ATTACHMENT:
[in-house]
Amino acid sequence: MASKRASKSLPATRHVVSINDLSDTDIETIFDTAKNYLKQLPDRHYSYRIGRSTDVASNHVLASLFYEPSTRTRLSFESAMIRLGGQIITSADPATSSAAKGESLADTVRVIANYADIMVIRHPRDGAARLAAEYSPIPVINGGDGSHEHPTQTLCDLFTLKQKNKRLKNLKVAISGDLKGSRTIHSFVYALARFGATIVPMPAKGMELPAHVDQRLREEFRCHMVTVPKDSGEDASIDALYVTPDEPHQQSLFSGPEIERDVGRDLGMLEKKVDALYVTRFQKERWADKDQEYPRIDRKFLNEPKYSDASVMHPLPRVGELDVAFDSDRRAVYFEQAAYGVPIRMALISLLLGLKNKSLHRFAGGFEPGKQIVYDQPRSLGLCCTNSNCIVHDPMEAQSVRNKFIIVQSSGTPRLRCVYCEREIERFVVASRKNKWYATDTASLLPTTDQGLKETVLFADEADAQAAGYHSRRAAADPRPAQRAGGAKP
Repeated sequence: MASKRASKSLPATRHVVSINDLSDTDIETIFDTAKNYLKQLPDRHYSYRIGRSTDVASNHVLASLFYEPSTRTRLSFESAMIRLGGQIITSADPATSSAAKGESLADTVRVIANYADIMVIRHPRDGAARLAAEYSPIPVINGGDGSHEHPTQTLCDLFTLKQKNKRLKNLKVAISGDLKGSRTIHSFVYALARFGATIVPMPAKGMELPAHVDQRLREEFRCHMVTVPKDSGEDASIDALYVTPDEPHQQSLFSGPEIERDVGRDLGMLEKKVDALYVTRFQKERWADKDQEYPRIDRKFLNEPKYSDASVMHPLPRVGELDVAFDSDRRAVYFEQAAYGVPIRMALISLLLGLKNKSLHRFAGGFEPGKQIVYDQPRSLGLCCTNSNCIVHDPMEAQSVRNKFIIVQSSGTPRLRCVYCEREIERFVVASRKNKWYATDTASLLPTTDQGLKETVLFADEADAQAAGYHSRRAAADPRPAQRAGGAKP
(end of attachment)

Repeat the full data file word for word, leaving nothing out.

[in-house]
Amino acid sequence: MASKRASKSLPATRHVVSINDLSDTDIETIFDTAKNYLKQLPDRHYSYRIGRSTDVASNHVLASLFYEPSTRTRLSFESAMIRLGGQIITSADPATSSAAKGESLADTVRVIANYADIMVIRHPRDGAARLAAEYSPIPVINGGDGSHEHPTQTLCDLFTLKQKNKRLKNLKVAISGDLKGSRTIHSFVYALARFGATIVPMPAKGMELPAHVDQRLREEFRCHMVTVPKDSGEDASIDALYVTPDEPHQQSLFSGPEIERDVGRDLGMLEKKVDALYVTRFQKERWADKDQEYPRIDRKFLNEPKYSDASVMHPLPRVGELDVAFDSDRRAVYFEQAAYGVPIRMALISLLLGLKNKSLHRFAGGFEPGKQIVYDQPRSLGLCCTNSNCIVHDPMEAQSVRNKFIIVQSSGTPRLRCVYCEREIERFVVASRKNKWYATDTASLLPTTDQGLKETVLFADEADAQAAGYHSRRAAADPRPAQRAGGAKP
Repeated sequence: MASKRASKSLPATRHVVSINDLSDTDIETIFDTAKNYLKQLPDRHYSYRIGRSTDVASNHVLASLFYEPSTRTRLSFESAMIRLGGQIITSADPATSSAAKGESLADTVRVIANYADIMVIRHPRDGAARLAAEYSPIPVINGGDGSHEHPTQTLCDLFTLKQKNKRLKNLKVAISGDLKGSRTIHSFVYALARFGATIVPMPAKGMELPAHVDQRLREEFRCHMVTVPKDSGEDASIDALYVTPDEPHQQSLFSGPEIERDVGRDLGMLEKKVDALYVTRFQKERWADKDQEYPRIDRKFLNEPKYSDASVMHPLPRVGELDVAFDSDRRAVYFEQAAYGVPIRMALISLLLGLKNKSLHRFAGGFEPGKQIVYDQPRSLGLCCTNSNCIVHDPMEAQSVRNKFIIVQSSGTPRLRCVYCEREIERFVVASRKNKWYATDTASLLPTTDQGLKETVLFADEADAQAAGYHSRRAAADPRPAQRAGGAKP